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The eighteenth century was the great age of systematizers, and none greater than Carl Linnaeus. Around the time that Dover's Powder first appeared in British grocery stores, he was developing the system of botanical classification that would gradually become the modern standard, and through which his name has been immortalized. Yet this was only the beginning for “God's registrar', as he called himself, a man born with a sacred mission to describe and catalogue nature in all its forms. In 1749 he publishes his Materia medica, tabulating the names and synonyms of all known medicinal plants, their countries of origin and habitats, the techniques for their preservation and their doses and pharmaceutical effects. In 1753 he finally completed his Species plantarum, a two-volume work that described over 8,000 plants in unprecedented detail; and in 1762, during the final phase of his life as the presiding genius of the University of Uppasala in his native Sweden, and among monographs on everything from lemmings to leprosy, ants to electrotherapy, he published a short work entitled Inebriantia, the first recognizably modern inventory of mind-altering drugs.
Its first modern contribution, signalled on the title page, is a clear definition of the substances in question. By 'inebriants' Linnaeus refers not to all drugs, but specifically to 'those stimulants which affect the nervous system in such a way that there is a change not only in its motor but in its sensory functions': essentially the definition of psychoactive or consciousness-altering drugs still used in pharmacology today. Although he admitted frankly that there was as yet no satisfying physiological explanation for how these drugs worked, he was beginning to notice structural commonalities between them. Most of them, for example, had a bitter taste, a property that would be explained by the alkaloid chemistry of the century to come.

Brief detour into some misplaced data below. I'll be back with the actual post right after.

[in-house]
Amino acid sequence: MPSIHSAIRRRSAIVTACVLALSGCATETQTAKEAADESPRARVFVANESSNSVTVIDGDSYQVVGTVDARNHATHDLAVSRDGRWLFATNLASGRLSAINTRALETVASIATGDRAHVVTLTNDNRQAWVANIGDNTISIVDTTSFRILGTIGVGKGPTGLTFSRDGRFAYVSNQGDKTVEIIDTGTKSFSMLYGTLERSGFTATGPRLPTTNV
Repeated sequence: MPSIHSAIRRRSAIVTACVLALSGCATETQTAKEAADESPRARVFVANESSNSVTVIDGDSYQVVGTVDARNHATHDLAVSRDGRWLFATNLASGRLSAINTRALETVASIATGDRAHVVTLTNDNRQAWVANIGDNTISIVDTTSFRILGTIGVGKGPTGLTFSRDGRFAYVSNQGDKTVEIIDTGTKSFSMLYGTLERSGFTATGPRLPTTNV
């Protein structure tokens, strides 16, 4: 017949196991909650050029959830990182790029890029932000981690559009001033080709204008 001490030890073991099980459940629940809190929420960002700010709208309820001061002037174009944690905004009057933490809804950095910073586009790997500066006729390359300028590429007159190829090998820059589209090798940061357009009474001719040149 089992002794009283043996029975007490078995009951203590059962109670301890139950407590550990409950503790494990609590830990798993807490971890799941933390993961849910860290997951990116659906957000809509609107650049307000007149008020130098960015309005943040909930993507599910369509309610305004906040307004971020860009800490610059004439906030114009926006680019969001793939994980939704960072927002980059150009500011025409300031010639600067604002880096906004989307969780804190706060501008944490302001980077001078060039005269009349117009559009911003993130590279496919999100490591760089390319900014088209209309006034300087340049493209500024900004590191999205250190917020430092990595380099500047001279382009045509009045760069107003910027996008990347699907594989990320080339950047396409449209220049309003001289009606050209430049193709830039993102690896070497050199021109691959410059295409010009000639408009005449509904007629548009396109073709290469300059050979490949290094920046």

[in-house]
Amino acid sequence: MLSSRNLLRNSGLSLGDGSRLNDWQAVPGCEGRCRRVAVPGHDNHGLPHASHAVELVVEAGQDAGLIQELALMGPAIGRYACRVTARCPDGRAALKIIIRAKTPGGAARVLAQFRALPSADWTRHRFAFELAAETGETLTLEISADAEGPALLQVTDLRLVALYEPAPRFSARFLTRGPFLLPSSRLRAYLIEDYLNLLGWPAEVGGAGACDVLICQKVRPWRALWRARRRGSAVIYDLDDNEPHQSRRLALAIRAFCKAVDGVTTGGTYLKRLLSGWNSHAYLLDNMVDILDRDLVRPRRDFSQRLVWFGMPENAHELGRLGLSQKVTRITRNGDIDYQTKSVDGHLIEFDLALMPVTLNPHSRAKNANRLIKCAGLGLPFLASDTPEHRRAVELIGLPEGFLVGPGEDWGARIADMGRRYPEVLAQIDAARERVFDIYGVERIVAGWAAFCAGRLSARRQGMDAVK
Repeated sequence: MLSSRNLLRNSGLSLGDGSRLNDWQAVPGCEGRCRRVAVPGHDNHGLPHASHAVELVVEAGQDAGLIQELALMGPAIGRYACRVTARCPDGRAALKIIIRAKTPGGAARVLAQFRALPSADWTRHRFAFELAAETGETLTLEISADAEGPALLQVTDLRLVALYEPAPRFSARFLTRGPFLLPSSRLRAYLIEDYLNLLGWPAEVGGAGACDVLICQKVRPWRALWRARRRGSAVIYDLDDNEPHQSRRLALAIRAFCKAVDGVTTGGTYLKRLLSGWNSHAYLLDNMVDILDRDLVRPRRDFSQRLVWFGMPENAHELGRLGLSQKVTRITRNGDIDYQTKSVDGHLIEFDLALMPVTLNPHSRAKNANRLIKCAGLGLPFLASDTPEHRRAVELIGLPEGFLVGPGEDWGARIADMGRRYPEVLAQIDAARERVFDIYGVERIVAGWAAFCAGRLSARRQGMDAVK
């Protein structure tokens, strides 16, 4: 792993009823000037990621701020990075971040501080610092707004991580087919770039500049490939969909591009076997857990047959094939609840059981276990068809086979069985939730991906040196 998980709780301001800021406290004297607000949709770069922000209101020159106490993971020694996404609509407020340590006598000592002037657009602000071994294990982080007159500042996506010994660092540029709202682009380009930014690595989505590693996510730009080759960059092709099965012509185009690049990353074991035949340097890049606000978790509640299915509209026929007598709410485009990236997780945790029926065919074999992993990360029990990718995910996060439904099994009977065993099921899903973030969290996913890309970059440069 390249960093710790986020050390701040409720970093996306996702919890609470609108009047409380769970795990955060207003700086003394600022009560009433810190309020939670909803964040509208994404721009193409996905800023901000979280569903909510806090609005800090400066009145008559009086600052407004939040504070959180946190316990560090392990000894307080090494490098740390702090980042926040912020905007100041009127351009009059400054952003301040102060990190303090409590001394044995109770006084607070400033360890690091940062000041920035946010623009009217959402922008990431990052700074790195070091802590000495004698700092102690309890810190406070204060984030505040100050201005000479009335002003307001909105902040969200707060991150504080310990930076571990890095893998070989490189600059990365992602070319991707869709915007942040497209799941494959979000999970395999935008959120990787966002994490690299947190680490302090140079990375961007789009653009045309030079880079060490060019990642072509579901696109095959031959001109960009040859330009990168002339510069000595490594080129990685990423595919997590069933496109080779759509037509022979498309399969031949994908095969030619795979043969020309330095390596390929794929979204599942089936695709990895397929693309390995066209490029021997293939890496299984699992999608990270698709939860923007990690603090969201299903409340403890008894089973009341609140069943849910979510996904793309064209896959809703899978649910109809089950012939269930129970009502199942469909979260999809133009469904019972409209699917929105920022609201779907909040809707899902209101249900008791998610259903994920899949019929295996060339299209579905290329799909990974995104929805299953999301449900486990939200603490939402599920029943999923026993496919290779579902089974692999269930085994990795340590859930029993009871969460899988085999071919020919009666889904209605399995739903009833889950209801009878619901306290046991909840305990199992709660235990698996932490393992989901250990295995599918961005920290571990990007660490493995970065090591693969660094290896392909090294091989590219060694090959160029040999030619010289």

Inebriantia was also modern in its global scope. In addition to the familiar European flora of poppies and nightshades, Linnaeus presented many drugs from the East: preparations of cannabis including Turkish hashish pills or the Persian drink known as bangue; the seeds of the Syrian rue, Paganum harmala, now known to contain the same alkaloids as the ayahuasca vine of the Amazon; even the combination of betel leaf, areca nut and lime from the far Orient. The drugs of the New World, such as tobacco, were also represented and Linnaeus had previously written monographs on coffee, tea and chocolate. With this global perspective he was able to observe that 'almost no nations are without intoxicants'. The familiar European triumvirate of alcohol, poppy and night shade could now, for the first time, be compared with and situated among wealth of exotic alternatives.